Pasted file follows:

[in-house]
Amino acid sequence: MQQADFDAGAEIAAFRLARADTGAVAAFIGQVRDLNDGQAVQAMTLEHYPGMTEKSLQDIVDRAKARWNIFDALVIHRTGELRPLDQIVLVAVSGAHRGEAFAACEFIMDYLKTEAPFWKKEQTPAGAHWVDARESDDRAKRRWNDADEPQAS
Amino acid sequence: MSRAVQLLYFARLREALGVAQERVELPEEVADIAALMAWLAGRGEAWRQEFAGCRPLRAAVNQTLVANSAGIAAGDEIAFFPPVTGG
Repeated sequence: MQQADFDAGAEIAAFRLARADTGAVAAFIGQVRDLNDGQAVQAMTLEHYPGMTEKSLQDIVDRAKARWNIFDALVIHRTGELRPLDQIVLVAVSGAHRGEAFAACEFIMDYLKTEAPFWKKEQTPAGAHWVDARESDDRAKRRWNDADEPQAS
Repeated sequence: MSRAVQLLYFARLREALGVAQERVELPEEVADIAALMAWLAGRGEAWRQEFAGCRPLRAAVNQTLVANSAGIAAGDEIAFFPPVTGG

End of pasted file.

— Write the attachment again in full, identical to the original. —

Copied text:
[in-house]
Amino acid sequence: MQQADFDAGAEIAAFRLARADTGAVAAFIGQVRDLNDGQAVQAMTLEHYPGMTEKSLQDIVDRAKARWNIFDALVIHRTGELRPLDQIVLVAVSGAHRGEAFAACEFIMDYLKTEAPFWKKEQTPAGAHWVDARESDDRAKRRWNDADEPQAS
Amino acid sequence: MSRAVQLLYFARLREALGVAQERVELPEEVADIAALMAWLAGRGEAWRQEFAGCRPLRAAVNQTLVANSAGIAAGDEIAFFPPVTGG
Repeated sequence: MQQADFDAGAEIAAFRLARADTGAVAAFIGQVRDLNDGQAVQAMTLEHYPGMTEKSLQDIVDRAKARWNIFDALVIHRTGELRPLDQIVLVAVSGAHRGEAFAACEFIMDYLKTEAPFWKKEQTPAGAHWVDARESDDRAKRRWNDADEPQAS
Repeated sequence: MSRAVQLLYFARLREALGVAQERVELPEEVADIAALMAWLAGRGEAWRQEFAGCRPLRAAVNQTLVANSAGIAAGDEIAFFPPVTGG